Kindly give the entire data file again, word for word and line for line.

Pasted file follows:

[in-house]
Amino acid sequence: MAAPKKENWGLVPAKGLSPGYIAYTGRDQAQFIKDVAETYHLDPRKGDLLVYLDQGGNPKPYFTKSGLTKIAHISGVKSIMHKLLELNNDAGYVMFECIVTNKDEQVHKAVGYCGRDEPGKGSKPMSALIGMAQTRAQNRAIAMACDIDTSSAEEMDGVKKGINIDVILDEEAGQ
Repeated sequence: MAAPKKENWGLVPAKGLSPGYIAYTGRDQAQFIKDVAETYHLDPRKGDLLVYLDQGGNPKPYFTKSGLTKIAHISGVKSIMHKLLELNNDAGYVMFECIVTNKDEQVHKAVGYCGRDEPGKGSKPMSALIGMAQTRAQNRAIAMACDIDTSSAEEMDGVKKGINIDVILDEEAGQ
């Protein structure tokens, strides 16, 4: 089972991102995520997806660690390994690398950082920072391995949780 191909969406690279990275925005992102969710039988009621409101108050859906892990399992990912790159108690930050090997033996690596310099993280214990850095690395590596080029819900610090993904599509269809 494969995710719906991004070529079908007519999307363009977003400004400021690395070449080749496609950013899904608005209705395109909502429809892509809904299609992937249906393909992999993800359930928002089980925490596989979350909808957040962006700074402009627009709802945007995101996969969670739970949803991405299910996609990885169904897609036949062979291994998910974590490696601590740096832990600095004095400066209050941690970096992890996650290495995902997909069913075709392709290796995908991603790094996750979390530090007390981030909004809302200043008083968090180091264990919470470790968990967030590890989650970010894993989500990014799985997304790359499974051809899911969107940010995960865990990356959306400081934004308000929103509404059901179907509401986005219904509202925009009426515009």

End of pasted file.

[in-house]
Amino acid sequence: MAAPKKENWGLVPAKGLSPGYIAYTGRDQAQFIKDVAETYHLDPRKGDLLVYLDQGGNPKPYFTKSGLTKIAHISGVKSIMHKLLELNNDAGYVMFECIVTNKDEQVHKAVGYCGRDEPGKGSKPMSALIGMAQTRAQNRAIAMACDIDTSSAEEMDGVKKGINIDVILDEEAGQ
Repeated sequence: MAAPKKENWGLVPAKGLSPGYIAYTGRDQAQFIKDVAETYHLDPRKGDLLVYLDQGGNPKPYFTKSGLTKIAHISGVKSIMHKLLELNNDAGYVMFECIVTNKDEQVHKAVGYCGRDEPGKGSKPMSALIGMAQTRAQNRAIAMACDIDTSSAEEMDGVKKGINIDVILDEEAGQ
């Protein structure tokens, strides 16, 4: 089972991102995520997806660690390994690398950082920072391995949780 191909969406690279990275925005992102969710039988009621409101108050859906892990399992990912790159108690930050090997033996690596310099993280214990850095690395590596080029819900610090993904599509269809 494969995710719906991004070529079908007519999307363009977003400004400021690395070449080749496609950013899904608005209705395109909502429809892509809904299609992937249906393909992999993800359930928002089980925490596989979350909808957040962006700074402009627009709802945007995101996969969670739970949803991405299910996609990885169904897609036949062979291994998910974590490696601590740096832990600095004095400066209050941690970096992890996650290495995902997909069913075709392709290796995908991603790094996750979390530090007390981030909004809302200043008083968090180091264990919470470790968990967030590890989650970010894993989500990014799985997304790359499974051809899911969107940010995960865990990356959306400081934004308000929103509404059901179907509401986005219904509202925009009426515009």